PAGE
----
3D Printing

Researchers 3D Print Large-Scale Factory for Nano-Scale Particles

With the power to use unique materials for specialty applications, nanoparticles open up entirely new physical properties for the objects around us.  In 3D printing, we’ve often seen these particles, 100,000 times smaller than the width of a human hair, mixed into conductive inks for electronics 3D printing, particularly by companies like Voxel8 and Nano Dimension. One big issue with these tiny materials, however, is the inability to scale up production for widespread use.

Manufacturing nanoparticles requires batch production that is both expensive and time consuming, but, now, researchers at the USC have published new research detailing the large-scale production of these powerful particles. To pull it off, the team, led by Noah Malmstadt of the USC Viterbi School of Engineering and Richard Brutchey of the USC Dornsife College of Letters, Arts and Sciences, created what they believe to be the smallest, fully enclosed 3D printed tubes anywhere in order to build an entire nanoparticle mixing station.

Malmstadt and Brutchey tell USC News just how difficult and expensive it can be to make nanoparticles.  For instance, gold nanoparticles can cost $80 for a single milligram, adding up to $80,000 for a gram. A gram of pure, raw gold, however, has a price of just $50. Malmstadt explains, “It’s not the gold that’s making it expensive. We can make them, but it’s not like we can cheaply make a 50-gallon drum full of them.”

The cost is associated with the time it takes for a technician to mix the materials up in a lab by hand, using flasks and beakers.  To break this model, the team turned to microfluidics, 3D printing tubes 250 micrometers in diameter and assembled in a parallel network of four tubes.  They then ran two nonmixing fluids through the network, which, due to their non-mixing nature, had to compete to exit openings in the setup. This resulted in the formation of tiny droplets that forced the materials to mix together via chemical reaction and create nanoparticles.  Because each 3D printed tube can create millions of identical droplets, Brutchey and Malmstadt had essentially built a microfluidics factory.

From Nature Communications: “(a) Schematic of the parallel network assembled by connecting a distribution manifold to four droplet generators. The continuous phase was linked using low resistance jumper tubing (ID=762 μm) and the dispersed phase was linked using various lengths of tubing (ID=127 μm) to create a gradient of resistances across the four branches. (b) Droplet diameters (n>1,000) produced by the four branches of the parallel network (left) by dispersed and continuous phase flow rates of 10 and 70 ml h−1 (purple circles) and 30 and 210 ml h−1 (black triangles) while operating in and beyond the flow invariant regime, respectively. Error bars represent the s.d.”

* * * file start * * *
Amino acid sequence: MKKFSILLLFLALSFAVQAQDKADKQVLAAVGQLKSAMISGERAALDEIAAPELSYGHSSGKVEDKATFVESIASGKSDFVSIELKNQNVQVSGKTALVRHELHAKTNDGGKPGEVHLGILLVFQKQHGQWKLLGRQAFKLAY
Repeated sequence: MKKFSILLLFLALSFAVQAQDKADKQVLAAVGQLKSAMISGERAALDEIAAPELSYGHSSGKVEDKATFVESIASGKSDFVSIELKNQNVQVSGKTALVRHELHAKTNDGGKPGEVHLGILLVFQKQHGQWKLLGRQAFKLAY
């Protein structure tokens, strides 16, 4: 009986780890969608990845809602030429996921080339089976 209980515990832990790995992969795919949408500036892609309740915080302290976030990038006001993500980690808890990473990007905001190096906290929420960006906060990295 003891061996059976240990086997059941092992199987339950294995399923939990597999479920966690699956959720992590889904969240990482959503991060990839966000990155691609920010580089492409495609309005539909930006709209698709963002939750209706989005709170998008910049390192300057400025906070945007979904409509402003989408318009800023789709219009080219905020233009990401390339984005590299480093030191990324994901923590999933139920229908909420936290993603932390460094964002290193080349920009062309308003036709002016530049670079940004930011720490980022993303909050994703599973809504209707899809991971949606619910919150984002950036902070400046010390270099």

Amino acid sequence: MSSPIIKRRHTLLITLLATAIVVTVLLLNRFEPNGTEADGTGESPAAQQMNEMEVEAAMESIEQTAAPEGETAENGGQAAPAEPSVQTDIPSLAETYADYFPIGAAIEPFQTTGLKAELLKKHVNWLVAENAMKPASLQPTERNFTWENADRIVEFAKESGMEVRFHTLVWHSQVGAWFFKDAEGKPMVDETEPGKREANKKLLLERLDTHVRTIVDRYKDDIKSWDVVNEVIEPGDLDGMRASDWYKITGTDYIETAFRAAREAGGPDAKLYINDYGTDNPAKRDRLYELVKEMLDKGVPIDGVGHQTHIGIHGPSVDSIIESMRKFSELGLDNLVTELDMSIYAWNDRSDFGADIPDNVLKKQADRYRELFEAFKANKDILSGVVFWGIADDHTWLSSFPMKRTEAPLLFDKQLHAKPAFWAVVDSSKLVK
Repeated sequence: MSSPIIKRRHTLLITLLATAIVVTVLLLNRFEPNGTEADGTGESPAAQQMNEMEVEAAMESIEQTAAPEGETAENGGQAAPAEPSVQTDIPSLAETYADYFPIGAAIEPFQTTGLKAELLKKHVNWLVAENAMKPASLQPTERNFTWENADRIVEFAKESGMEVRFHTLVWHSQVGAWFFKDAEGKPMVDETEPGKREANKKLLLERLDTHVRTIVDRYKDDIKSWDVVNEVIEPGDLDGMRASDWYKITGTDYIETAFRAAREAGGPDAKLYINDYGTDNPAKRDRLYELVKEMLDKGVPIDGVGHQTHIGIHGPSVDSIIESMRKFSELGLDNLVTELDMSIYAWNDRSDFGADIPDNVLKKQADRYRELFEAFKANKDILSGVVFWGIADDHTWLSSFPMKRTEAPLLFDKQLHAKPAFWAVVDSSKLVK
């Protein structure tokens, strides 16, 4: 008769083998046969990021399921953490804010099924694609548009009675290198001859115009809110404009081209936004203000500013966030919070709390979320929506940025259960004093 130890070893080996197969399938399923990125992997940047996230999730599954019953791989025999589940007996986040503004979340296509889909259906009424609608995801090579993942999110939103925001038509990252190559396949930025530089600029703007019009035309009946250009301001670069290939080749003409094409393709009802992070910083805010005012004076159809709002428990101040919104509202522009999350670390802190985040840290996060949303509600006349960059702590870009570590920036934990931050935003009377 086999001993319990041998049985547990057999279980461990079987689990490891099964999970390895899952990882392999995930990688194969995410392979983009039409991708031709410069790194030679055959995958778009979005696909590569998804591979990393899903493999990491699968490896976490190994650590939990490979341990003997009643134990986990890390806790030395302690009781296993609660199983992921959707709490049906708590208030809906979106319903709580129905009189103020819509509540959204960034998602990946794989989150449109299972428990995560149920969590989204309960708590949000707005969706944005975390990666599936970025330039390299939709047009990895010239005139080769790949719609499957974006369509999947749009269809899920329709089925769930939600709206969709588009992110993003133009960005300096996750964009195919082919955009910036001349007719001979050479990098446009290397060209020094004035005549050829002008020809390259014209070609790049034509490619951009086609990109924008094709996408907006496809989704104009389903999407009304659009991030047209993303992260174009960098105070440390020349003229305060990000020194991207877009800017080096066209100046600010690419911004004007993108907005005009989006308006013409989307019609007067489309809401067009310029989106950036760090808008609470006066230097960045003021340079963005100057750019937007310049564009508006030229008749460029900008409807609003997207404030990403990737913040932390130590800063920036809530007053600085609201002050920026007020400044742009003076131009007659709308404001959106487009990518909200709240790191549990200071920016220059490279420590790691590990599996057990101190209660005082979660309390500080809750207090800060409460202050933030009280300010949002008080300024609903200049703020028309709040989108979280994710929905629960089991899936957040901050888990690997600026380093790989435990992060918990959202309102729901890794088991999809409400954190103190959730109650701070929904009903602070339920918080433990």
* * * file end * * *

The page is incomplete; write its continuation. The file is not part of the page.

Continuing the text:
3D printing played a key role in the construction of these tiny tubes, just 5 times the diameter of a speck of dust.  In the past, such a microfluidics system was impossible, as jamming that might occur in one tube would consequently jam those connected in parallel. But by 3D printing unique geometries into the tubes, the junctions between tubes were designed to prevent an reaction to such pressure changes, allowing for the particles to come out in uniform size.

From Nature Communications: “(a) Computer-aided design (CAD) rendering of a droplet generator with two inlets for the dispersed and continuous phases and a single outlet that accepts tubing (OD=1/16 inch) with various IDs to control the droplet size. (b) CAD rendering of a droplet generator in which the vertical segment is fully constructed by stereolithography (SLA) rather than being formed by external tubing. (c) Micrographs depicting different views of the device during the droplet breakup process. (d) Micrographs of the droplet breakup process in full SLA droplet generators with an outlet size of 250 or 500 μm.”

As one might guess, this new platform for the production of nanomaterials could result in a reduced cost in these unique materials overall. Soon, maybe we’ll see companies like Nano Dimension and Voxel8 take a cue from these researchers and develop their own microfluidics factories. This, in turn, will fuel the global nanomaterials industry, which is expected to grow from $3.4 billion in 2015 to $11.8 billion by 2020.